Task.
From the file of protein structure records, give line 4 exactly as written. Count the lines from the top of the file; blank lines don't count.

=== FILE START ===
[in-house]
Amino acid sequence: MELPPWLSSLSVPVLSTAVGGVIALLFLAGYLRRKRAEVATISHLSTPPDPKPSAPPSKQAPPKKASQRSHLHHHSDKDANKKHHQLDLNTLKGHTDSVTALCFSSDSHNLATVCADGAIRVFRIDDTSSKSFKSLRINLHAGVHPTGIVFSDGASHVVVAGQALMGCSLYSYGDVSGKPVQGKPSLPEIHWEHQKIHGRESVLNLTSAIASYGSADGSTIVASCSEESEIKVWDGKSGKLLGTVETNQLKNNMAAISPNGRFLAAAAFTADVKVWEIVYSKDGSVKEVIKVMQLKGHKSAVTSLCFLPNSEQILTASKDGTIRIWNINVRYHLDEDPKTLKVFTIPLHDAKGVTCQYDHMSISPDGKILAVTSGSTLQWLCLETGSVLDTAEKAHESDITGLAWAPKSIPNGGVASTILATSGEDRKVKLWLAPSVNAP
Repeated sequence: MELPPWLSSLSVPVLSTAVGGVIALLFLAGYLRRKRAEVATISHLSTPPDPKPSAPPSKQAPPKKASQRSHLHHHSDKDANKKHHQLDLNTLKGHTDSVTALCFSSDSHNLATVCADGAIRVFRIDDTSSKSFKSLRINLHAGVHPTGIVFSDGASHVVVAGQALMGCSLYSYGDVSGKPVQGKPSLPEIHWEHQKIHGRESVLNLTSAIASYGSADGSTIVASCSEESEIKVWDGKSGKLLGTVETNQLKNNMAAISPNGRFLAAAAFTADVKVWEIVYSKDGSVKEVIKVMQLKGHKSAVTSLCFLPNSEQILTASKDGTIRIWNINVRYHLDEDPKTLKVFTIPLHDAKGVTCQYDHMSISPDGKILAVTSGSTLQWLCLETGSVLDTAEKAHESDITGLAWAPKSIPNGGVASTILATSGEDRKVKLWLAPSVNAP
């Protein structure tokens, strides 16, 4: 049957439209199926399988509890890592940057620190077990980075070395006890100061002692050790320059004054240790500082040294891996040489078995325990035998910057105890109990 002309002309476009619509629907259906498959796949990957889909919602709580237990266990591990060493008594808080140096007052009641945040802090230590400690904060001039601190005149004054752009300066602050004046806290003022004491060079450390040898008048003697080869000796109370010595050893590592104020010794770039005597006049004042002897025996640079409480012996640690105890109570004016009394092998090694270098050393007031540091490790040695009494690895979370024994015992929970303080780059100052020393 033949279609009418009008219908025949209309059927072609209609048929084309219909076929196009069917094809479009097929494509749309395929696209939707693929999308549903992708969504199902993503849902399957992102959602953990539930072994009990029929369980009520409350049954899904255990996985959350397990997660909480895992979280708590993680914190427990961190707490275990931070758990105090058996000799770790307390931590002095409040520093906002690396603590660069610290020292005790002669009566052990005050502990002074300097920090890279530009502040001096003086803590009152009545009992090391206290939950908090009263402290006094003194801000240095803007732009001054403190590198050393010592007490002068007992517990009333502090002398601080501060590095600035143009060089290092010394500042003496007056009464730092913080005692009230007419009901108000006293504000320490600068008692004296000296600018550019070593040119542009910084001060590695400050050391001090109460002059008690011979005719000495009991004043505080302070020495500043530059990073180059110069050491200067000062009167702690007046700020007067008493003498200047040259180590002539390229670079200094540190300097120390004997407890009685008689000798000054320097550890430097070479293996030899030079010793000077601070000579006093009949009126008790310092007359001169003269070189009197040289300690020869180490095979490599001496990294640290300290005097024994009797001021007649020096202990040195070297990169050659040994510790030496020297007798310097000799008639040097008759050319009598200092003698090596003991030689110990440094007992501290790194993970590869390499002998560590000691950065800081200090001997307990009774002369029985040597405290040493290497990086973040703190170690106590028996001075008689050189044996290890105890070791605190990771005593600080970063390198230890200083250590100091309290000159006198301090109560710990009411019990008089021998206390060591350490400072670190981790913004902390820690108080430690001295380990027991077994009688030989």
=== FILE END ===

């Protein structure tokens, strides 16, 4: 049957439209199926399988509890890592940057620190077990980075070395006890100061002692050790320059004054240790500082040294891996040489078995325990035998910057105890109990 002309002309476009619509629907259906498959796949990957889909919602709580237990266990591990060493008594808080140096007052009641945040802090230590400690904060001039601190005149004054752009300066602050004046806290003022004491060079450390040898008048003697080869000796109370010595050893590592104020010794770039005597006049004042002897025996640079409480012996640690105890109570004016009394092998090694270098050393007031540091490790040695009494690895979370024994015992929970303080780059100052020393 033949279609009418009008219908025949209309059927072609209609048929084309219909076929196009069917094809479009097929494509749309395929696209939707693929999308549903992708969504199902993503849902399957992102959602953990539930072994009990029929369980009520409350049954899904255990996985959350397990997660909480895992979280708590993680914190427990961190707490275990931070758990105090058996000799770790307390931590002095409040520093906002690396603590660069610290020292005790002669009566052990005050502990002074300097920090890279530009502040001096003086803590009152009545009992090391206290939950908090009263402290006094003194801000240095803007732009001054403190590198050393010592007490002068007992517990009333502090002398601080501060590095600035143009060089290092010394500042003496007056009464730092913080005692009230007419009901108000006293504000320490600068008692004296000296600018550019070593040119542009910084001060590695400050050391001090109460002059008690011979005719000495009991004043505080302070020495500043530059990073180059110069050491200067000062009167702690007046700020007067008493003498200047040259180590002539390229670079200094540190300097120390004997407890009685008689000798000054320097550890430097070479293996030899030079010793000077601070000579006093009949009126008790310092007359001169003269070189009197040289300690020869180490095979490599001496990294640290300290005097024994009797001021007649020096202990040195070297990169050659040994510790030496020297007798310097000799008639040097008759050319009598200092003698090596003991030689110990440094007992501290790194993970590869390499002998560590000691950065800081200090001997307990009774002369029985040597405290040493290497990086973040703190170690106590028996001075008689050189044996290890105890070791605190990771005593600080970063390198230890200083250590100091309290000159006198301090109560710990009411019990008089021998206390060591350490400072670190981790913004902390820690108080430690001295380990027991077994009688030989």